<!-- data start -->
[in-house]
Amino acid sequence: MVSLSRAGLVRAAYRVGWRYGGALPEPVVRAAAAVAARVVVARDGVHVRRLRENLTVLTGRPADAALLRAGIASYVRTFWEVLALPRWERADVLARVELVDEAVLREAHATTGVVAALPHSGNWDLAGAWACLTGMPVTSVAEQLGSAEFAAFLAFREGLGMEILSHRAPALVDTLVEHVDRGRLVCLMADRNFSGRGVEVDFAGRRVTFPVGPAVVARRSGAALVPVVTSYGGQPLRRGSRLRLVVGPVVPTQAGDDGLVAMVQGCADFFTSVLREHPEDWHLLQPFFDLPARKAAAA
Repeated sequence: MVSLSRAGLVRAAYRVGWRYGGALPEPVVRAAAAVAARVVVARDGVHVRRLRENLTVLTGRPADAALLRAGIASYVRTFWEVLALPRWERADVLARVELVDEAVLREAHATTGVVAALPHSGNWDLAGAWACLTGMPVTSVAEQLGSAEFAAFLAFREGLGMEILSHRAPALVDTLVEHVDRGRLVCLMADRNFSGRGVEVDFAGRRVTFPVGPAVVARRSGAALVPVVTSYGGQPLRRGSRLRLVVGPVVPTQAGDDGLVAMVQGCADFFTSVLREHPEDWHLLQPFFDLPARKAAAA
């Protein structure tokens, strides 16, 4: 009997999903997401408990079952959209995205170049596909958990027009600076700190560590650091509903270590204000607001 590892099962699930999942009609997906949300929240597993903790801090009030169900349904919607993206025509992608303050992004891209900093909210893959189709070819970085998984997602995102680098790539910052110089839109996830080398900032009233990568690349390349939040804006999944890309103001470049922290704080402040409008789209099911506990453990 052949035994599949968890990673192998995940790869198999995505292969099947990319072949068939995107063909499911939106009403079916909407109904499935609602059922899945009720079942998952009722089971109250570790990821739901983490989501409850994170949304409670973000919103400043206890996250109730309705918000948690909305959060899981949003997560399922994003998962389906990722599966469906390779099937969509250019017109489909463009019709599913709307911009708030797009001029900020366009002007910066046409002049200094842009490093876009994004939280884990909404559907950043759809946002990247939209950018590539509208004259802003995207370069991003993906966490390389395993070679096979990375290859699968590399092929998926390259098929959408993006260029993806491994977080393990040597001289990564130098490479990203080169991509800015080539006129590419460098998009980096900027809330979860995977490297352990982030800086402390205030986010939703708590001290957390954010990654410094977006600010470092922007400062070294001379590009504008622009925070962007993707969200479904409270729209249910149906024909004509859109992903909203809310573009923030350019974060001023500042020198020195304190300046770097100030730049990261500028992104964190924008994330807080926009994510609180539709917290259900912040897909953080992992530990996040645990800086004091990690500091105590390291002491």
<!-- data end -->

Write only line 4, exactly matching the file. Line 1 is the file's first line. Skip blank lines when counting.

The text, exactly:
């Protein structure tokens, strides 16, 4: 009997999903997401408990079952959209995205170049596909958990027009600076700190560590650091509903270590204000607001 590892099962699930999942009609997906949300929240597993903790801090009030169900349904919607993206025509992608303050992004891209900093909210893959189709070819970085998984997602995102680098790539910052110089839109996830080398900032009233990568690349390349939040804006999944890309103001470049922290704080402040409008789209099911506990453990 052949035994599949968890990673192998995940790869198999995505292969099947990319072949068939995107063909499911939106009403079916909407109904499935609602059922899945009720079942998952009722089971109250570790990821739901983490989501409850994170949304409670973000919103400043206890996250109730309705918000948690909305959060899981949003997560399922994003998962389906990722599966469906390779099937969509250019017109489909463009019709599913709307911009708030797009001029900020366009002007910066046409002049200094842009490093876009994004939280884990909404559907950043759809946002990247939209950018590539509208004259802003995207370069991003993906966490390389395993070679096979990375290859699968590399092929998926390259098929959408993006260029993806491994977080393990040597001289990564130098490479990203080169991509800015080539006129590419460098998009980096900027809330979860995977490297352990982030800086402390205030986010939703708590001290957390954010990654410094977006600010470092922007400062070294001379590009504008622009925070962007993707969200479904409270729209249910149906024909004509859109992903909203809310573009923030350019974060001023500042020198020195304190300046770097100030730049990261500028992104964190924008994330807080926009994510609180539709917290259900912040897909953080992992530990996040645990800086004091990690500091105590390291002491």